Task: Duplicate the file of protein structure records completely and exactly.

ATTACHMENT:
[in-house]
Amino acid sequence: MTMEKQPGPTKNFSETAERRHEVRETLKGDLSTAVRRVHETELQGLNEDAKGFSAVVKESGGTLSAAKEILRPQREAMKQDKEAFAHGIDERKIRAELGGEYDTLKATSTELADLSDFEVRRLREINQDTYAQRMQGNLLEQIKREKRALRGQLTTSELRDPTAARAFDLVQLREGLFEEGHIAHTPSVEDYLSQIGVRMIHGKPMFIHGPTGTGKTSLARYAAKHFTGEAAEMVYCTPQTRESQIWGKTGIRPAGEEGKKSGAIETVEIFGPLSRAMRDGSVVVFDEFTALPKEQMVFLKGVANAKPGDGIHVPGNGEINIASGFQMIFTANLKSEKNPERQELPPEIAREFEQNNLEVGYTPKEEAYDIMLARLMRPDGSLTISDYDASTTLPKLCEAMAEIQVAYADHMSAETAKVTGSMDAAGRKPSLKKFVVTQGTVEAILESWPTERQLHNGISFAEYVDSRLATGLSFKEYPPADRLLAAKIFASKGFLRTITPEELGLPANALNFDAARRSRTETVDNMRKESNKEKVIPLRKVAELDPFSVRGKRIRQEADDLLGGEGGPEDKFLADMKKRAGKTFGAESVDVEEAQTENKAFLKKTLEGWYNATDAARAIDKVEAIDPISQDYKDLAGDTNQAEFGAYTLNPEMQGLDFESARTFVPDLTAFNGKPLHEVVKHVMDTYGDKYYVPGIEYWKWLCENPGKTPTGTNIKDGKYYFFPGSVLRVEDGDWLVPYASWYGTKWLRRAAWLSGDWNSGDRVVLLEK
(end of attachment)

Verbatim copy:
[in-house]
Amino acid sequence: MTMEKQPGPTKNFSETAERRHEVRETLKGDLSTAVRRVHETELQGLNEDAKGFSAVVKESGGTLSAAKEILRPQREAMKQDKEAFAHGIDERKIRAELGGEYDTLKATSTELADLSDFEVRRLREINQDTYAQRMQGNLLEQIKREKRALRGQLTTSELRDPTAARAFDLVQLREGLFEEGHIAHTPSVEDYLSQIGVRMIHGKPMFIHGPTGTGKTSLARYAAKHFTGEAAEMVYCTPQTRESQIWGKTGIRPAGEEGKKSGAIETVEIFGPLSRAMRDGSVVVFDEFTALPKEQMVFLKGVANAKPGDGIHVPGNGEINIASGFQMIFTANLKSEKNPERQELPPEIAREFEQNNLEVGYTPKEEAYDIMLARLMRPDGSLTISDYDASTTLPKLCEAMAEIQVAYADHMSAETAKVTGSMDAAGRKPSLKKFVVTQGTVEAILESWPTERQLHNGISFAEYVDSRLATGLSFKEYPPADRLLAAKIFASKGFLRTITPEELGLPANALNFDAARRSRTETVDNMRKESNKEKVIPLRKVAELDPFSVRGKRIRQEADDLLGGEGGPEDKFLADMKKRAGKTFGAESVDVEEAQTENKAFLKKTLEGWYNATDAARAIDKVEAIDPISQDYKDLAGDTNQAEFGAYTLNPEMQGLDFESARTFVPDLTAFNGKPLHEVVKHVMDTYGDKYYVPGIEYWKWLCENPGKTPTGTNIKDGKYYFFPGSVLRVEDGDWLVPYASWYGTKWLRRAAWLSGDWNSGDRVVLLEK